Democratic Leader of the Mississippi House of Representatives, Rep. Robert Johnson, releases the following statement after Governor Reeves vetoed several important bills yesterday, including HB 658, SB 2123, & HB 1782:

Rep. Robert Johnson

Mississippi House Democrats regret that the Governor did not see the wisdom of signing House Bill 658 and Senate Bill 2123 into law. These are bills that would have provided for the eligibility of parole for over 2000 inmates and help to reintegrate our regional facilities back to safely conducting their processes while immediately reducing the pressure on our underfunded and overstressed Mississippi Department of Corrections. Additionally, Senate Bill 2123 would have also made more people eligible for parole. That is all; it did not guarantee release. It only made individuals eligible to apply to a parole board made of members appointed by the Governor.

The Governor also vetoed HB 1782. Democrats sought to address an urgent problem facing Black, working-class, and impoverished communities in Mississippi and the undeniable disparate impact of Covid-19 on a large community in our state. Dr. Dobbs personally acknowledged that the effects on the poor and minority communities have been far more devastating than it has on the majority population. We proposed to fund a disparity program at the tune of six million dollars. This program would be run by Magnet Corporation, a corporation that is composed of (5) five federally qualified health centers that combined, have more than 100 years of serving the poor, underserved and uninsured in Mississippi. The Governor suggested the Health Department would be great for this disparity program but they have expressed no interest in the program. Nor, unfortunately, do they have the capacity to run the program given the consistent erosion of their budget, especially in the last eight years while Tate Reeves was Lt. Governor. There was no “cherry-picking” and no handpicking of this entity, it was the only one to pick. They are the only entity, including any state agency in the State of Mississippi, that has a program in place that addresses this serious problem.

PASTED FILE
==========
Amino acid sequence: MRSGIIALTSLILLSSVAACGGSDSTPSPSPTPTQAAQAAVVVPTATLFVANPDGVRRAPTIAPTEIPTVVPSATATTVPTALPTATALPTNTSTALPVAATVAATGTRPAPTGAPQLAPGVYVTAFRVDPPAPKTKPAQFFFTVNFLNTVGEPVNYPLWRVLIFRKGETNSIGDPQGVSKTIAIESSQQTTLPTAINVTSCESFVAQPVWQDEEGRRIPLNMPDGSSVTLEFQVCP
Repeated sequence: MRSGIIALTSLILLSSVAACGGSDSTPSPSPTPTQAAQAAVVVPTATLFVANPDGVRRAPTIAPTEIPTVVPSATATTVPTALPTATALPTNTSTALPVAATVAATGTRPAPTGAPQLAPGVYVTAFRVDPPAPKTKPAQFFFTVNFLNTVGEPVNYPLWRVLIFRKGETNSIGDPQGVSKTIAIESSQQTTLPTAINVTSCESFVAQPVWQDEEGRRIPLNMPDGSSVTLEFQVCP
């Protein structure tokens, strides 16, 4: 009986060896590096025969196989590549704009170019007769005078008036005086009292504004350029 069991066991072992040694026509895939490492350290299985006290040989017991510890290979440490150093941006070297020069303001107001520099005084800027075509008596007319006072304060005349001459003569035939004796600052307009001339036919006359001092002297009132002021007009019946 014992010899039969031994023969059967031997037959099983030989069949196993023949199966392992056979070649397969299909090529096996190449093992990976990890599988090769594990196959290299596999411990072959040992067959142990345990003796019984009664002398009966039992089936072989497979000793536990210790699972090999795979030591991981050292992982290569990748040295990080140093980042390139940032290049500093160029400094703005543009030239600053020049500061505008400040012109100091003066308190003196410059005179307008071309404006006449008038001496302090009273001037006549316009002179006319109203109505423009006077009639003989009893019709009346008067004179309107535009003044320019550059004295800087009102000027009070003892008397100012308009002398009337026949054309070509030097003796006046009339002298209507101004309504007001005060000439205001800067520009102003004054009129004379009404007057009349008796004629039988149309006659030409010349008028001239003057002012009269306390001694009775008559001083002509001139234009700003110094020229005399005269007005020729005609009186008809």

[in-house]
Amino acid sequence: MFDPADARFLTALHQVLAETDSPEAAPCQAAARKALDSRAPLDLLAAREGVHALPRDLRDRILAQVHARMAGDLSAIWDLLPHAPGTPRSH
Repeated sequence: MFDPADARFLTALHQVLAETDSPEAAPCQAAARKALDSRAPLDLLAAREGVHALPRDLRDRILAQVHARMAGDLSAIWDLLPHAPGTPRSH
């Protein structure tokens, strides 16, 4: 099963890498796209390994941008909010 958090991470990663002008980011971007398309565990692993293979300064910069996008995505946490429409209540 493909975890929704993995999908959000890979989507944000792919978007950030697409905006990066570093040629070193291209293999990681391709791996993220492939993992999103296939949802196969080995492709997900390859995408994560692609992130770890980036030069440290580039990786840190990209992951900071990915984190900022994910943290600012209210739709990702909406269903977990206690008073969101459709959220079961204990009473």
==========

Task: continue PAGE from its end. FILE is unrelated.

The Governor’s veto of HB1782, citing disapproval of a specific program that will address health disparity in the face of COVID-19, and his veto of the two pieces of criminal justice reform legislation that will decrease the prison population and burden on MDOC’s staff, displays a callous disregard for the issues facing the Black and working-class communities in Mississippi amid a novel pandemic, which is very disturbing.

We recently removed the confederate emblem from our state’s flag and we are glad we were able to but the Governor’s initial reluctance to get behind that effort has continued and manifested itself in these vetoes. The flag is gone but clearly, the idea of it still lingers with some people. There is still work to do, despite these lingering attitudes. We are not deterred, we will remain vigilant and we will continue to fight for all people of Mississippi.

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Release from the Mississippi House Democratic Caucus.